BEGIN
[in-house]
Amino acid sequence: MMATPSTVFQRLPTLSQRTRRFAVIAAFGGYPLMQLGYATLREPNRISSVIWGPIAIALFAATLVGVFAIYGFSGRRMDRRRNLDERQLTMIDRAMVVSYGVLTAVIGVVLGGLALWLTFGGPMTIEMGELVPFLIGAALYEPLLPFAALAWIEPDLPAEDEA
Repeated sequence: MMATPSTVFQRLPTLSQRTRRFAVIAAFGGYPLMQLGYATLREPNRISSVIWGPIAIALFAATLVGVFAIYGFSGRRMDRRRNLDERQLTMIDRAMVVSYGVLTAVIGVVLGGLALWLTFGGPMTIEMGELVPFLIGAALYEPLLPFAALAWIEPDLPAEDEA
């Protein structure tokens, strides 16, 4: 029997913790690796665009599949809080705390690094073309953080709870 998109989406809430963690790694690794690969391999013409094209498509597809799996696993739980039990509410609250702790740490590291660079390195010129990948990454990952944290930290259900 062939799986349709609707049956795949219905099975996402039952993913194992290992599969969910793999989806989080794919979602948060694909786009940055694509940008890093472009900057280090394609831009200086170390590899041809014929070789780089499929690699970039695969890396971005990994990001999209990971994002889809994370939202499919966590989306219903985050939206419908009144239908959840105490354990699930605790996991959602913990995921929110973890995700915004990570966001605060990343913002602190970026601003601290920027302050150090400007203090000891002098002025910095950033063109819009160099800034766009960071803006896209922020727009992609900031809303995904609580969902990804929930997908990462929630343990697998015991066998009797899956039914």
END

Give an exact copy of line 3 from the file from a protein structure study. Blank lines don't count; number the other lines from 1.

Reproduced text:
Repeated sequence: MMATPSTVFQRLPTLSQRTRRFAVIAAFGGYPLMQLGYATLREPNRISSVIWGPIAIALFAATLVGVFAIYGFSGRRMDRRRNLDERQLTMIDRAMVVSYGVLTAVIGVVLGGLALWLTFGGPMTIEMGELVPFLIGAALYEPLLPFAALAWIEPDLPAEDEA